Friday February 26th, 2010

Victor Ortiz can't regain his status as a viable HBO headliner in one or two fights. But he's certainly headed in the right direction. Thursday night in Los Angeles, Ortiz (26-2-1) dismantled Hector Alatorre via 10th-round knockout to pick up his second straight win following a career-threatening loss to Marcos Maidana last June.

Against Alatorre, Ortiz showed his trademark power and speed, overcoming a slow start to punish Alatorre over the final five rounds before the referee stepped in.

Ortiz's next shot at redemption is a big one: In May, he will face veteran lightweight champion Nate Campbell. The crafty Campbell will be one of Ortiz's toughest tests to date and will go a long way toward determining whether he can ever regain his status as a top prospect.

Now, on to the mailbag ...

Chris, the hoopla over testing that went on with the Manny and Floyd fight is sad. While I am not of fan of the WADA's invasive doping procedures, the Nevada Athletic Commission asking Manny to give a urine test at a Filipino lab is akin to Sam Ervin asking Richard Nixon to ask the RNC to verify the Watergate Tapes. I find it absurd! Your thoughts? -- Chris, Redondo Beach, Calif.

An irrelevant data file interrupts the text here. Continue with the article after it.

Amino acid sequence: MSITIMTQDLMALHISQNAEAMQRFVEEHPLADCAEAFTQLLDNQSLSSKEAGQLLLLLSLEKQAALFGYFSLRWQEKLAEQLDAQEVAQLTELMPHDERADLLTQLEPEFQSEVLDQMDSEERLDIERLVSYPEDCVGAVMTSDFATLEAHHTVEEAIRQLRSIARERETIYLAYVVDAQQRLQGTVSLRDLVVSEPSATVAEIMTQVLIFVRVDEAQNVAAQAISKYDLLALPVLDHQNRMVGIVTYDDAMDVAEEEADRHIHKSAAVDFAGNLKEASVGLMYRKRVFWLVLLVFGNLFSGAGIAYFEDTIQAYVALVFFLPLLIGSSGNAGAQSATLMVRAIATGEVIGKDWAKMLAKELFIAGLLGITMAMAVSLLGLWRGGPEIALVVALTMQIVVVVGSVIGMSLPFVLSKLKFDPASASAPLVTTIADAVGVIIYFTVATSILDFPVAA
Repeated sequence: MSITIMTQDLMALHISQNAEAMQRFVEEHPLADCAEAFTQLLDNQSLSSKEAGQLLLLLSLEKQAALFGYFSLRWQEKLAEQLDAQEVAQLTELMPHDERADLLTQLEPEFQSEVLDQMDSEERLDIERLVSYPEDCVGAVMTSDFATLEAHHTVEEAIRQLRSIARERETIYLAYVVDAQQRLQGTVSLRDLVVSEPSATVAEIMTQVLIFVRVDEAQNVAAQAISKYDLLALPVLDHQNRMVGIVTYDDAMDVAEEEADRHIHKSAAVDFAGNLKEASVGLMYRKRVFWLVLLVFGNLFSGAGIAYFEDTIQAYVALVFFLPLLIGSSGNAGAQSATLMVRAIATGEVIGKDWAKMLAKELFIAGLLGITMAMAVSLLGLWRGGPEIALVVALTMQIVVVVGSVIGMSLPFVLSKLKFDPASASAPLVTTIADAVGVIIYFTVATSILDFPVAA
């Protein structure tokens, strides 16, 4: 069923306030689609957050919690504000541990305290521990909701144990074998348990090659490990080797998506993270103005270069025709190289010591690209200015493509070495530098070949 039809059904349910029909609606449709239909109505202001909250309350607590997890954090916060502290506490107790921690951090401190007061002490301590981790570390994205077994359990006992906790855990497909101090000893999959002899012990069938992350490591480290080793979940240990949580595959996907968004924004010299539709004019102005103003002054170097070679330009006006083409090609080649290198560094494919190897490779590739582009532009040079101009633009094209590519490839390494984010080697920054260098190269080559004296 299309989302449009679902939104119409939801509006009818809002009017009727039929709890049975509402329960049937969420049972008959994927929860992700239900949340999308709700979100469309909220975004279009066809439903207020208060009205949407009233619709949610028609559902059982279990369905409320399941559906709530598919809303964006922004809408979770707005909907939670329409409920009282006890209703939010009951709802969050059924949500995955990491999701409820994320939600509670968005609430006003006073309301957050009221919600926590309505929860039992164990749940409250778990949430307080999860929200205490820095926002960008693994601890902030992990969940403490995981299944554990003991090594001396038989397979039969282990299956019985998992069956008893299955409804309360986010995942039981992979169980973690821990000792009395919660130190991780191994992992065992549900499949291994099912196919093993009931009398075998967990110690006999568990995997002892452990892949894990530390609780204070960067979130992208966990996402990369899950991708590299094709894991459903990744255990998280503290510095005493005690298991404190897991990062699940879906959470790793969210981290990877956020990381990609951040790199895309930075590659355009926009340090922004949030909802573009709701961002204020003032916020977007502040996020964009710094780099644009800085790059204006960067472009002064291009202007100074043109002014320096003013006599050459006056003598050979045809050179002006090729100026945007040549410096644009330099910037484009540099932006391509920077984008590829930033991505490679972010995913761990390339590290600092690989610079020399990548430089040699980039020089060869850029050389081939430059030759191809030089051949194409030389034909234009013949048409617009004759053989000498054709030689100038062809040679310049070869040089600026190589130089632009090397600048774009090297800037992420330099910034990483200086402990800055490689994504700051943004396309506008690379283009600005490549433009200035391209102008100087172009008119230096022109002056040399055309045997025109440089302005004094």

The Nevada Commission is well-respected and has busted illegal drug users (most recently Julio Cesar Chavez Jr.) in the past. Besides, if Pacquiao is using performance-enhancing drugs, he's not taking anything that's going to show up in a urine test. He's been testing clean in Las Vegas since 2001, and if he's using (again, that's a big "if"), the only way he will get caught is through random blood testing. If boxing ever goes to a blood-testing system -- right now, any blood tests are contractually negotiated between the fighters and not required by commissions -- you can bet there will be one overseeing body that conducts all the tests. In other words, Pacquiao won't be allowed to simply drop off his blood at a lab.

What about Edwin Valero? Any fight with him in it against anybody for as long as it lasts has to be entertaining! -- Juan, Miami